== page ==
How does air pressure influence the performance of a kart engine?

I have been wondering lately, how the atmospheric pressure affects the carburation of an engine.

Does lower air pressure mean leaner air/fuel mixture?

And how much do you close the H and L screws on the x30 when driving in rain conditions compared to dry conditions?

Thanks in advance.
Alex Maansen

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Lower air pressure (Well, density) would mean richer running conditions.

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Alex there’s a really good app called jetting for IAME. Hit GPS, then get data from weather station, use this data then go to results. It tells you exactly where to set high and low screws. I use it all the time.


How often do you find yourself adjusting the carb needles? I find (so far) that i barely need to play with the high and low.

I set them every day I go on track.

I usually find myself fiddling around with the needles for the whole first heat of a practice, and only adjusting it very lightly throughout the day.
(and then of course close them a little if grip worsens like if it starts to rain)

Hmm i guess i need to tamper with them more, im really only used to those air cooled engines.

What engine are you running with now? =)

I’m curious why you close them off (Lean out the mixture) when grip is low?

Just curious, not used to rain :joy:

When the grip is poor, the kart will not have enough grip and be as fast and therefore not obtain as high rpm, wich results in the carburetion being too rich (it doesn’t burn as much fuel). You lean the mixture to outweigh the lower speeds of the engine =)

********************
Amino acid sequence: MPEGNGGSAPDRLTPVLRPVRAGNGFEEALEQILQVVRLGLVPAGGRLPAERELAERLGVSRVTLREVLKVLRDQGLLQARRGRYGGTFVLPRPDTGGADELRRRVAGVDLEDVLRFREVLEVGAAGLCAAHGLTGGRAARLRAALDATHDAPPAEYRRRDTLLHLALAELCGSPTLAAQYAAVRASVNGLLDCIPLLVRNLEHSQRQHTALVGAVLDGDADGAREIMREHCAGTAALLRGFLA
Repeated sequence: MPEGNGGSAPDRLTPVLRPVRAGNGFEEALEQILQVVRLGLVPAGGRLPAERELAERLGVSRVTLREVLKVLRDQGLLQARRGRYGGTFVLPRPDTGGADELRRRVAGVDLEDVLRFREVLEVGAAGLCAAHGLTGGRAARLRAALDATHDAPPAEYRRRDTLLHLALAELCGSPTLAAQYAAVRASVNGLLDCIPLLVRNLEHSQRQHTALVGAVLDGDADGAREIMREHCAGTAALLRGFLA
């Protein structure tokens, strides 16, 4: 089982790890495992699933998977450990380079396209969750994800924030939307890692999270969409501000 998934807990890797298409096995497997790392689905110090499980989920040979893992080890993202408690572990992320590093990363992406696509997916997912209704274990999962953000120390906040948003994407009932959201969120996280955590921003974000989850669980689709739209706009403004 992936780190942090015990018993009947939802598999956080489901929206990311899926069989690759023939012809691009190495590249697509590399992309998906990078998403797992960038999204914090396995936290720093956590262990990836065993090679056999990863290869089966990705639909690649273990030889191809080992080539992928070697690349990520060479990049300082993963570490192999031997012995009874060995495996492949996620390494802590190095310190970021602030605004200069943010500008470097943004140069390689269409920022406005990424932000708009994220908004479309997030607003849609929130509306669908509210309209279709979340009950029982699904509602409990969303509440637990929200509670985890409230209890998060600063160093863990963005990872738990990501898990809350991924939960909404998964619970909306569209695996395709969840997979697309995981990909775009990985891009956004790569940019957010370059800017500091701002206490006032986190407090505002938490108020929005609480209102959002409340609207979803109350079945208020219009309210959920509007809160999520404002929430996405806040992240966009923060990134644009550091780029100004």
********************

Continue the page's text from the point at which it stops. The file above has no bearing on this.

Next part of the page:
Interesting - every days a school day. Thanks for explaining :slight_smile:


Longacre has some interesting reading on their website concerning the use of the air density gauge.
I have some articles, on Facebook under the heading Mayko Products, that explains how to use the EGT (exhaust gas temperature) gauge. If, or after, you read them, and have questions, I’d be glad to help.

Sounds too simple right!! Try it, you’ll like it.

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Here’s a real simplification;
high air density (heavy air) means more air gets pushed into the engine.
Low air density (lighter air) means less air gets pushed into the engine.

There’s no such thing as “suck”, everything gets pushed. The idea that everything gets pushed can change your way of looking at a carburetor.

More or less air = more or less fuel, to keep the mixture ratio the same.

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The idea that a carburetor/engine “sucks” fuel/air, is almost a universal concept, unfortunately, it’s wrong! The concept has changed my way of thinking about how carburetors work.

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